Chaucer's "The House of Fame": the Cultural Nature of Fame

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Chaucer's "The House of Fame": The Cultural Nature of Fame

QUESTION 7.

DISCUSS THE CULTURAL NATURE OF FAME AND ITS TEXTUAL EXPRESSION WITH REFERENCE TO ONE OR MORE OF THE FOLLOWING: ORAL HEROIC POETRY, CHAUCER'S DEPICTION IN THE HOUSE OF FAME AND THE MODERN CONSTRUCTION OF THE CANON OF ENGLISH LITERATURE.

YOU SHOULD FOCUS YOUR ANALYSIS ON THE INTERPLAY OF ORAL AND LITERARY TRADITIONS IN THESE CONTEXTS.

Many critics have noted the complexities within Chaucer's The House of Fame, in particular, the complexities between the oral and the literary. The differences between these methods are constantly appearing; Chaucer is well aware of rapidly changing communicative practises and contrasts the preservation of utterance with the longevity of literary texts. He achieves this by discussing the nature of "Fame" and the difficulties that arise from it. "Fame" can both destroy and create. It can result in the eternal preservation of great works and their creators. However, Chaucer is quick to note the precarious nature of "fame" noting the unreliable process of attaining it and its potentially momentary existence. Every creator with their respective work/s naturally crave and desire "fame"; they want their subjects to remain fresh in the minds of their audience. Chaucer, while neither totally praising the written nor the oral, reveals how essentially the written word is far more likely to become eternal as opposed to the oral. The relative "fame" of any work is dependent on many factors. Many traditional and classical ideas result in the formation of the English canon, yet as Chaucer indicates, the "fame" of these works can easily become annihilated. The arrival of new readers with different ideals and thereby changing tradition, can reject classical or "canonical" work and their "fame" will melt into nothingness.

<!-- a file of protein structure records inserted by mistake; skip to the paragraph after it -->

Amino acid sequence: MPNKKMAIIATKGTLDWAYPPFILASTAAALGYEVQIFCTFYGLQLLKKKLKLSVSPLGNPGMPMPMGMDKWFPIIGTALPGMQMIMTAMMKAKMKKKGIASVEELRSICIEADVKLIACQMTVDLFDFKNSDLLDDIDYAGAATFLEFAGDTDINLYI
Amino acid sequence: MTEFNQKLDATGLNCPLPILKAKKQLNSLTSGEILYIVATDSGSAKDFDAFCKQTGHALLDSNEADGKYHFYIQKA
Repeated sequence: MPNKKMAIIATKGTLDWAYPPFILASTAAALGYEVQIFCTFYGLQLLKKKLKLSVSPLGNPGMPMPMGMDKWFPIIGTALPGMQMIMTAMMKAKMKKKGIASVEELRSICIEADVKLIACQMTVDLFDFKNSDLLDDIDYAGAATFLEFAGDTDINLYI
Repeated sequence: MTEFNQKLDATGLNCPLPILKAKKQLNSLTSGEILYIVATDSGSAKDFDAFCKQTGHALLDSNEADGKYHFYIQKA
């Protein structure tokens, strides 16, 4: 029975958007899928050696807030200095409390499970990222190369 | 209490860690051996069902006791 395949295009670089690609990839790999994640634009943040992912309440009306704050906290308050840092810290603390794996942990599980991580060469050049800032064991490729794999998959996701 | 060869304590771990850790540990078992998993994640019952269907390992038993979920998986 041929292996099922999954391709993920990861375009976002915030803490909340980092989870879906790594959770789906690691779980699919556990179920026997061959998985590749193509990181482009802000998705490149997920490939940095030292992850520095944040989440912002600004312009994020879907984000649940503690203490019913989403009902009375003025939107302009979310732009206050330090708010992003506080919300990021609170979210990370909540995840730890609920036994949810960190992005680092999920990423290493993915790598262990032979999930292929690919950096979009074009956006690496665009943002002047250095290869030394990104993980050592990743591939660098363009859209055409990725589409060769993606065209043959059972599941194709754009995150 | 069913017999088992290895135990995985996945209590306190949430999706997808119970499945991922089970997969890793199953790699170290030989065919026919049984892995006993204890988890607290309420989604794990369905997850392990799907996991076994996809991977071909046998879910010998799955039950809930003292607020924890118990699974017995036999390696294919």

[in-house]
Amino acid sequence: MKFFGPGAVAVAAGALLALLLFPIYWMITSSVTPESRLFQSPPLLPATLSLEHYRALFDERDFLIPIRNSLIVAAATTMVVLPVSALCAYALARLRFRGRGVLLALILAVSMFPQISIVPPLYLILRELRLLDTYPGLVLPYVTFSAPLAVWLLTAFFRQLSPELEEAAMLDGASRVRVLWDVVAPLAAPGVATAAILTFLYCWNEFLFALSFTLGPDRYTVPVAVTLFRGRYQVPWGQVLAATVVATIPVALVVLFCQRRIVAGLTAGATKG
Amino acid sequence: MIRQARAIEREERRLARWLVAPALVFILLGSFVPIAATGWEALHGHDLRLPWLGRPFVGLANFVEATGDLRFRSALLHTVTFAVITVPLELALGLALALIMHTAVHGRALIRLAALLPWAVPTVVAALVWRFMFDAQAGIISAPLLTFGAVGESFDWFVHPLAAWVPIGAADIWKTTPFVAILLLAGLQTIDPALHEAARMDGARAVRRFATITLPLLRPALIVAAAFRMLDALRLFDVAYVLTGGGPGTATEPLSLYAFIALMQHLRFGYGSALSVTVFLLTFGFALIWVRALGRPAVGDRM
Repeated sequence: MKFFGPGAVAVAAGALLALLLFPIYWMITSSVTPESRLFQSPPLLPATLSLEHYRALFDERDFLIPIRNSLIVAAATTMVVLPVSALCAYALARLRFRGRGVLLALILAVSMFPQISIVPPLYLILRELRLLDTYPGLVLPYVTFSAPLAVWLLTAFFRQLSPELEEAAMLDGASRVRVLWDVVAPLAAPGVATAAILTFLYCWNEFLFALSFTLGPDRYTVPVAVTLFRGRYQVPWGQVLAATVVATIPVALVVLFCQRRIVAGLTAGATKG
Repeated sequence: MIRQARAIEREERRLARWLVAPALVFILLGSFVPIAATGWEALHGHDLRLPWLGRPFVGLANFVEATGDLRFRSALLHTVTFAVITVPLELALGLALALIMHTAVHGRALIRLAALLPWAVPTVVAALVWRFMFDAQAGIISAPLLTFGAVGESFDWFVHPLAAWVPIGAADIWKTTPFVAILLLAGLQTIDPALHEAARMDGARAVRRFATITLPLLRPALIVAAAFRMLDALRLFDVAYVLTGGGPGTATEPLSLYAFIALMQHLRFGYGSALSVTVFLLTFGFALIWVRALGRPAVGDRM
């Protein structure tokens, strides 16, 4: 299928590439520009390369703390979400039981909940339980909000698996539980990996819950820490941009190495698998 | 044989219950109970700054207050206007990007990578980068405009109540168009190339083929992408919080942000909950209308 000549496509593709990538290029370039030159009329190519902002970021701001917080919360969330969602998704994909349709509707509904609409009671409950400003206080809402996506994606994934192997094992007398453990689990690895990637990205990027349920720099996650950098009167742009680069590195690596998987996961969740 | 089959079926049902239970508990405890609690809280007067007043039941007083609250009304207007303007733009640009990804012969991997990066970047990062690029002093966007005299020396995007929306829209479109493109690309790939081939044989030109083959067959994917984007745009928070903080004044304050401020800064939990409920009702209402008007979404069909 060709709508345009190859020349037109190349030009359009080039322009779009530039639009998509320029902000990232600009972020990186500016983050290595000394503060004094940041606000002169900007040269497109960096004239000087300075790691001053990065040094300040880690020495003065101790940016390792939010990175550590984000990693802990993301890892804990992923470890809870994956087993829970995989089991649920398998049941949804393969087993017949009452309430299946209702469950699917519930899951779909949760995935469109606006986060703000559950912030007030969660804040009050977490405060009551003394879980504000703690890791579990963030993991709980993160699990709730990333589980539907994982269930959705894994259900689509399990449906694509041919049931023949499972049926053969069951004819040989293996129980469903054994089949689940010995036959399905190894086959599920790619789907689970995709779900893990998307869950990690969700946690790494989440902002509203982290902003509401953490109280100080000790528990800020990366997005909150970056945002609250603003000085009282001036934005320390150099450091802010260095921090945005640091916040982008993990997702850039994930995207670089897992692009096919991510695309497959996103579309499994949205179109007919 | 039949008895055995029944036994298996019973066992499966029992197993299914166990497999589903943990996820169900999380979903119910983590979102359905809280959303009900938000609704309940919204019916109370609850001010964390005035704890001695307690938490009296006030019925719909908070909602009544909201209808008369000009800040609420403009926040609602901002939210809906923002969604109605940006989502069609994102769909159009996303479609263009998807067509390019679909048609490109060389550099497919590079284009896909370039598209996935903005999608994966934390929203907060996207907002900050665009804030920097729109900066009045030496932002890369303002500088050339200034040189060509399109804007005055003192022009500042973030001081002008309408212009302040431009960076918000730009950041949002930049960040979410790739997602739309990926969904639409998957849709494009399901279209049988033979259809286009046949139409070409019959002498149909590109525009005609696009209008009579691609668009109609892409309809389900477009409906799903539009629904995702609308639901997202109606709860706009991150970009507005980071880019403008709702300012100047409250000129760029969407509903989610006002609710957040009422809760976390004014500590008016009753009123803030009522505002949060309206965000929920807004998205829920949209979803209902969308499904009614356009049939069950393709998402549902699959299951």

Most stories, histories and legends that emerge from oral heroic poetry are to herald the achievement of the powerful and wealthy so that their histories will not fade from the memories of the population. The stories of Beowolf are a clear example of this, as within these stories, (whether embellished or no), Beowolf's fame and legend reaches the modern reader hundreds of years later. Clearly, Beowolf is still very much dependent

on the conventions of oral
traditions and written to leave a permanent reminder of Beowolf, to enforce Beowolf's fame. The use of "Hwaet" to mark the start of an oration, emphasises the continuation of oral tradition. Most oral cultures (usually illiterate), pass on stories and legends learnt from the previous generation, basically using the authority of recalled memory, not as an actual witness; rather 'I have heard it said` than 'I know this to be true`.

The importance of the terms 'auctor` and 'auctoritas' is noted by A.J. Minnis. Minnis states the importance of the 'auctoritas', quoting Aristotle who defines this as the "judgement of the wise man in his chosen discipline." The great reverence and respect shown towards writers of antiquity is clearly evident in Chaucer's The House of Fame, yet there remains a definite inconsistency within Chaucer's work. While Chaucer is clearly familiar with many classical writers and their works, such as; Virgil's Aeneid, several works of Ovid , Boccacio and Dante, Chaucer's work raises several questions about the classical writers, the nature of written texts and the complexities of " fame". The term "fame" had a myriad of meanings in Middle English, it could mean "reputation", "renown", or "rumour". Chaucer plays on all these meanings and its implications, yet his ideas are clouded and obscured so it is difficult to define whether his arguments are mocking, condemning or celebrating. J. Stephen agrees with Shelia Delany's argument in her book, The House of Fame: The Poetics of Skeptical Fidelism and believes that The House of Fame is indeed "a sceptical poem". However, Russell is rather extreme in his view, believing...
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